Fowler also said that, this was among the fastest response times I have ever had. Comcast acted fast and professionally to restrict the data set that was accessible to anyone with an internet connection. 

A representative for Comcast stated that, “The database in question contained only simulated data, with no real employee, customer or company data, outside of four publicly available Comcast email addresses. The database was used for software development purposes and was inadvertently exposed to the Internet. It was quickly closed when the researcher alerted us of the issue. We value the work of independent security researchers in helping us to make our products and services safer and thank the researcher for his responsible disclosure in this matter.” 

Naturally, it is unavoidable to deal with errors which reveal data as long as people are engaged in configurations. However, Comcast's size does cause these mistakes to be very disruptive and can affect many subscribers and business customers. That's the reason why these firms would follow those security lists, double-check additional teams, and do whatever they can to reduce chance of publicity. Though in this incident the action was taken in time.

Bitcoin surges past $ 11,000

Bitcoin soared 9% on Monday, performing like a safe haven asset as it edged past $11,000 for the first time since around mid-July.

The price of the world’s largest cryptocurrency climbed as high as $11,860, according to CoinDesk data, hitting a more than 3-week high. Bitcoin’s value now accounts for nearly 70% of the global crypto market, according to CoinMarketCap.

Global stock markets on the other hand have been sliding lower on the back of renewed trade uncertainty, after President Donald Trump said last week that Washington would impose 10% tariffs on another $300 billion worth of Chinese goods.

The pan-European Stoxx 600 index slipped 1.6% on Monday while the MSCI’s broadest index of Asia-Pacific shares outside Japan plummeted 2.5%. Dow futures meanwhile were off by about 100 points.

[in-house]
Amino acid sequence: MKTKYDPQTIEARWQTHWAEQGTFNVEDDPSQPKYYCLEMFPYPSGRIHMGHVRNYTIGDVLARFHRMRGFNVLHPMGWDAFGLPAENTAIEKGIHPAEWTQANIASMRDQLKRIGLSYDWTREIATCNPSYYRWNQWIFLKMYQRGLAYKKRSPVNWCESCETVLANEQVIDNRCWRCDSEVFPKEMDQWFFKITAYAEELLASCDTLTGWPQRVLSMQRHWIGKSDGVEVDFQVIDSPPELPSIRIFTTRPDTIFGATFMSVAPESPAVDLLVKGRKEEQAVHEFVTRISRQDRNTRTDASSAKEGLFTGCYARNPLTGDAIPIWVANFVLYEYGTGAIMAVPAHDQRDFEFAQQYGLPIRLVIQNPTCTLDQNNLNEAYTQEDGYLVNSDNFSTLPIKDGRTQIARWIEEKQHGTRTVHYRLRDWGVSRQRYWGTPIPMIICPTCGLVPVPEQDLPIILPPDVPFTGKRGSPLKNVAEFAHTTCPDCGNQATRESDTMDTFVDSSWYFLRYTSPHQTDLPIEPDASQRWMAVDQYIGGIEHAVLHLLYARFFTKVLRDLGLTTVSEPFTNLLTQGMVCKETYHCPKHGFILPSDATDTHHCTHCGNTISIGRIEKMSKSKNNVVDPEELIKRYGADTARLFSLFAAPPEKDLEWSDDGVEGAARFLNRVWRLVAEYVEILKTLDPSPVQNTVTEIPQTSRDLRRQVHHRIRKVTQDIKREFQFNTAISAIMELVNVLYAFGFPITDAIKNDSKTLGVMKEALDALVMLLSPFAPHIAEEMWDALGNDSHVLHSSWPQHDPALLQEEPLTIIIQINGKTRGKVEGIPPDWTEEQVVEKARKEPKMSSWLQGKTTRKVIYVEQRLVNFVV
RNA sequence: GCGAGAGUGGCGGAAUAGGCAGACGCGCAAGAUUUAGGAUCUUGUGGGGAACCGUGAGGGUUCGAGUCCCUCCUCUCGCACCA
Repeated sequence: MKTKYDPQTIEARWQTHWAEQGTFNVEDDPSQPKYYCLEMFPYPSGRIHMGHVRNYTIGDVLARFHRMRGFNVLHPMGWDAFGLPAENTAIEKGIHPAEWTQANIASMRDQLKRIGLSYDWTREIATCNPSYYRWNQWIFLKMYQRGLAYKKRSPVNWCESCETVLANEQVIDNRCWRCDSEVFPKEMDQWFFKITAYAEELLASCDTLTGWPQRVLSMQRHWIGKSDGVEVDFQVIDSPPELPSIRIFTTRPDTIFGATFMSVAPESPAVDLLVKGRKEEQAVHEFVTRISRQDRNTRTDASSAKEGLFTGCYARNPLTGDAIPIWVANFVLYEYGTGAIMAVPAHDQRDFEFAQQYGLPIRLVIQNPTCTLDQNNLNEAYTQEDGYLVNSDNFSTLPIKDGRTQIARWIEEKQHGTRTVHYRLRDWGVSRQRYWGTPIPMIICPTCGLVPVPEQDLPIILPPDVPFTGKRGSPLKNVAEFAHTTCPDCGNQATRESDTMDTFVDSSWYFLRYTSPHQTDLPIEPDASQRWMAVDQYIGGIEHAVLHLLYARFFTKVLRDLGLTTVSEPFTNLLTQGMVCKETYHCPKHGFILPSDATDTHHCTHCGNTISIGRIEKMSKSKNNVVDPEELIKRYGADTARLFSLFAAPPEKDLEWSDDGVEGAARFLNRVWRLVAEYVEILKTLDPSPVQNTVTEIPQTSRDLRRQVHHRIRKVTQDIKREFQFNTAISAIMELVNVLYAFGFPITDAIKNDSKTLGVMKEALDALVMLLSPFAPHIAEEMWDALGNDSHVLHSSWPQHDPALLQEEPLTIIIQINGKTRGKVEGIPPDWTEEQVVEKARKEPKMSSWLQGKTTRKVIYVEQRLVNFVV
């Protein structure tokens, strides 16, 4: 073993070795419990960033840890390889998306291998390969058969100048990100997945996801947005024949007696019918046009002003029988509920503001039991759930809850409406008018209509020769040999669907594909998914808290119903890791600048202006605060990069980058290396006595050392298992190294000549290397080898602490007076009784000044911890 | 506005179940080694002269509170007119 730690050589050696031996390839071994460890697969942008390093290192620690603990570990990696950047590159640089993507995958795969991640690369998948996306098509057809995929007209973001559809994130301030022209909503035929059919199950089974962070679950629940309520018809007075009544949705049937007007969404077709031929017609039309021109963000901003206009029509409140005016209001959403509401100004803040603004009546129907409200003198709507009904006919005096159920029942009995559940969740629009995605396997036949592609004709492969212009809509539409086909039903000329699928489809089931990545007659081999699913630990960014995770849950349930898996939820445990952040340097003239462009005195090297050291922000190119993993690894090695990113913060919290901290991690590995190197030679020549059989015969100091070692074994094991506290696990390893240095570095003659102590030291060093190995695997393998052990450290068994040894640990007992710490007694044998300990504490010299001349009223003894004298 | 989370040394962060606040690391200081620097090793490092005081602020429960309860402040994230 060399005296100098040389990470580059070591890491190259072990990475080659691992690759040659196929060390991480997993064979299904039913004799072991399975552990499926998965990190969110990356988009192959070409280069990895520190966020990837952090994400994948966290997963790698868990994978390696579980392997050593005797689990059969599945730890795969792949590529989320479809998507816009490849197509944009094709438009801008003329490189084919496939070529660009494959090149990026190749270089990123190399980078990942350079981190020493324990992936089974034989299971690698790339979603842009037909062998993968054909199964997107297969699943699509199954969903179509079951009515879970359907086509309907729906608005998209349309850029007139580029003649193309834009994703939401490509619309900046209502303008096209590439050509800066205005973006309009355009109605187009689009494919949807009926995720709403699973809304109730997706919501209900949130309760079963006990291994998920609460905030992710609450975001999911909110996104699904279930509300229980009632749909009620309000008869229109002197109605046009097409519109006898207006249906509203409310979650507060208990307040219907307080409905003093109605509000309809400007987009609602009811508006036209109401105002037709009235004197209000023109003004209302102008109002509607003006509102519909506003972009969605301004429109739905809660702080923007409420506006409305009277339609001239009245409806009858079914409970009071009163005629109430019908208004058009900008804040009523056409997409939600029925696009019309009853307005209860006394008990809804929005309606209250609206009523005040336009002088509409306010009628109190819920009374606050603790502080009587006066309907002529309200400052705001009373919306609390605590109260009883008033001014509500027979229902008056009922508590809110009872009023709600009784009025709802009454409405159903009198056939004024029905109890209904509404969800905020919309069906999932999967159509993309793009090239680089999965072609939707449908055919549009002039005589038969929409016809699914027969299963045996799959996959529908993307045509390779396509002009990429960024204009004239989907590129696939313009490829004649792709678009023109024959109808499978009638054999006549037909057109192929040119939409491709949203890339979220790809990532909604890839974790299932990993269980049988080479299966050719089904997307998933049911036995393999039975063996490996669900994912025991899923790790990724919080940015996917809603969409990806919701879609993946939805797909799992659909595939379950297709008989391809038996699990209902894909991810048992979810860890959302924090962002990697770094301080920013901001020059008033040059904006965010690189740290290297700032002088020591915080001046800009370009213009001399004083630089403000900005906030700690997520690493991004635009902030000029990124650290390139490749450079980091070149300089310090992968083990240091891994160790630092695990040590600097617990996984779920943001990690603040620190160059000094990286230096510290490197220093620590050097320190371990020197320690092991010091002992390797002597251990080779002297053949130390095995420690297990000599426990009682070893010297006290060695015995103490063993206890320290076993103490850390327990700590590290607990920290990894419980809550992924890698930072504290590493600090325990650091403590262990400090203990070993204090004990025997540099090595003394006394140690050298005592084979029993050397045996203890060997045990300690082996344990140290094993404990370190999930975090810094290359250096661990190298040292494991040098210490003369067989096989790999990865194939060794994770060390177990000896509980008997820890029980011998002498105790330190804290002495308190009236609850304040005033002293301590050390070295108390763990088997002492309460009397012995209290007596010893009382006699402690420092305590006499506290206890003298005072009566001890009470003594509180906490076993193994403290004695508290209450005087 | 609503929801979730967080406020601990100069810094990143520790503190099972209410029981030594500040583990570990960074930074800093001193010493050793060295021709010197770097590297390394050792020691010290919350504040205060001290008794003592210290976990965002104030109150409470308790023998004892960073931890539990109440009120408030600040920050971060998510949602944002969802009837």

Analysts have previously argued the case that bitcoin could be a safe haven asset, with investors having flocked to the digital asset in the past on the back of an escalation in U.S.-Sino tensions.

“Bitcoin has many use cases and one of the most important is as a form of digital gold,” Charles Hayter, CEO of digital currency comparison platform CryptoCompare, told CNBC by email on Monday. “We have seen bitcoin jump before on macro uncertainty as it becomes a conduit and flight-to-safety asset.”

Yuan depreciation

Bitcoin’s jump in value also comes as China allowed the yuan to break the seven-per-dollar level for the first time in 11 years, triggering fears of a potential currency war.

The yuan fell after China’s central bank, the People’s Bank of China, set the currency’s daily midpoint at 6.9225 per dollar, its weakest level since December last year.

Simon Peters, an analyst at trading platform eToro, said Chinese investors could be seeking to diversify as the yuan depreciates.

“Given that Chinese investors make up a large proportion of crypto investors, there’s a strong possibility some are backing bitcoin’s chances against the yuan,” Peters said in a note on Monday.

US Navy to create database of 350 billion social media posts







The United States navy is planning to create a repository of more than 350 billion social media posts from around the world, to research on how people behave online. 

The project team has not specified from which social media platform they are intend to collect the data. 

However, they will only collect the public posts in between 2014 and 2016, from more than 100 countries and in at least 60 different languages. 

The details of the project were revealed in a  tender document from the Naval Postgraduate School for a firm to provide the data.

The deadline of the applications have now closed.

Additional requirements included:
  • the posts must come from at least 200 million unique users
  • no more than 30% can come from a particular country
  • at least 50% must be in a language other than English
  • location information must be included in at least 20% of the records

The collected database must not include private messages and users personal information. 


"Social media data allows us for the first time, to measure how colloquial expressions and slang evolve over time, across a diverse array of human societies, so that we can begin to understand how and why communities come to be formed around certain forms of discourse rather than others," T Camber Warren, the project's lead researcher, told Bloomberg.